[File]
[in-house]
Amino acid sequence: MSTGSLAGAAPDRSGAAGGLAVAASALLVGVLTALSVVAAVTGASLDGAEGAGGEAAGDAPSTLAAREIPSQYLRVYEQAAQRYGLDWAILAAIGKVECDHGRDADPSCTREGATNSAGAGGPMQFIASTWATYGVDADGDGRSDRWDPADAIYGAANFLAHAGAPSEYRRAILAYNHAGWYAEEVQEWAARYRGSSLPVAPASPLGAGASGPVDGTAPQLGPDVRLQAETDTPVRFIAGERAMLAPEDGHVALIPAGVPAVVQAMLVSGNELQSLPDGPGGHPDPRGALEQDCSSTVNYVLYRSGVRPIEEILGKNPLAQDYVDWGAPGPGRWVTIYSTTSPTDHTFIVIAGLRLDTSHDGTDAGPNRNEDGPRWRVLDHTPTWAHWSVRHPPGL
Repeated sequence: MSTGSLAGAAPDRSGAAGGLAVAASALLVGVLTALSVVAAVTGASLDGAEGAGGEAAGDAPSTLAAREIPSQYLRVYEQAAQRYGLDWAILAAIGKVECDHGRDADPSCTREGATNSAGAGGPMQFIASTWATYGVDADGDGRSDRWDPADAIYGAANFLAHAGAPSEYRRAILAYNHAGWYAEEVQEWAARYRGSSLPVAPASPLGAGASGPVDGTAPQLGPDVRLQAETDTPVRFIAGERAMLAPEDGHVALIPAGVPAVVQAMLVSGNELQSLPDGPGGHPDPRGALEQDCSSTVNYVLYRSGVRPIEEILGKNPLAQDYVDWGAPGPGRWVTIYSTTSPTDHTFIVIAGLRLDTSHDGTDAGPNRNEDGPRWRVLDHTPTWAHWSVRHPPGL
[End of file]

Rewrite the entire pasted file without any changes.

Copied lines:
[in-house]
Amino acid sequence: MSTGSLAGAAPDRSGAAGGLAVAASALLVGVLTALSVVAAVTGASLDGAEGAGGEAAGDAPSTLAAREIPSQYLRVYEQAAQRYGLDWAILAAIGKVECDHGRDADPSCTREGATNSAGAGGPMQFIASTWATYGVDADGDGRSDRWDPADAIYGAANFLAHAGAPSEYRRAILAYNHAGWYAEEVQEWAARYRGSSLPVAPASPLGAGASGPVDGTAPQLGPDVRLQAETDTPVRFIAGERAMLAPEDGHVALIPAGVPAVVQAMLVSGNELQSLPDGPGGHPDPRGALEQDCSSTVNYVLYRSGVRPIEEILGKNPLAQDYVDWGAPGPGRWVTIYSTTSPTDHTFIVIAGLRLDTSHDGTDAGPNRNEDGPRWRVLDHTPTWAHWSVRHPPGL
Repeated sequence: MSTGSLAGAAPDRSGAAGGLAVAASALLVGVLTALSVVAAVTGASLDGAEGAGGEAAGDAPSTLAAREIPSQYLRVYEQAAQRYGLDWAILAAIGKVECDHGRDADPSCTREGATNSAGAGGPMQFIASTWATYGVDADGDGRSDRWDPADAIYGAANFLAHAGAPSEYRRAILAYNHAGWYAEEVQEWAARYRGSSLPVAPASPLGAGASGPVDGTAPQLGPDVRLQAETDTPVRFIAGERAMLAPEDGHVALIPAGVPAVVQAMLVSGNELQSLPDGPGGHPDPRGALEQDCSSTVNYVLYRSGVRPIEEILGKNPLAQDYVDWGAPGPGRWVTIYSTTSPTDHTFIVIAGLRLDTSHDGTDAGPNRNEDGPRWRVLDHTPTWAHWSVRHPPGL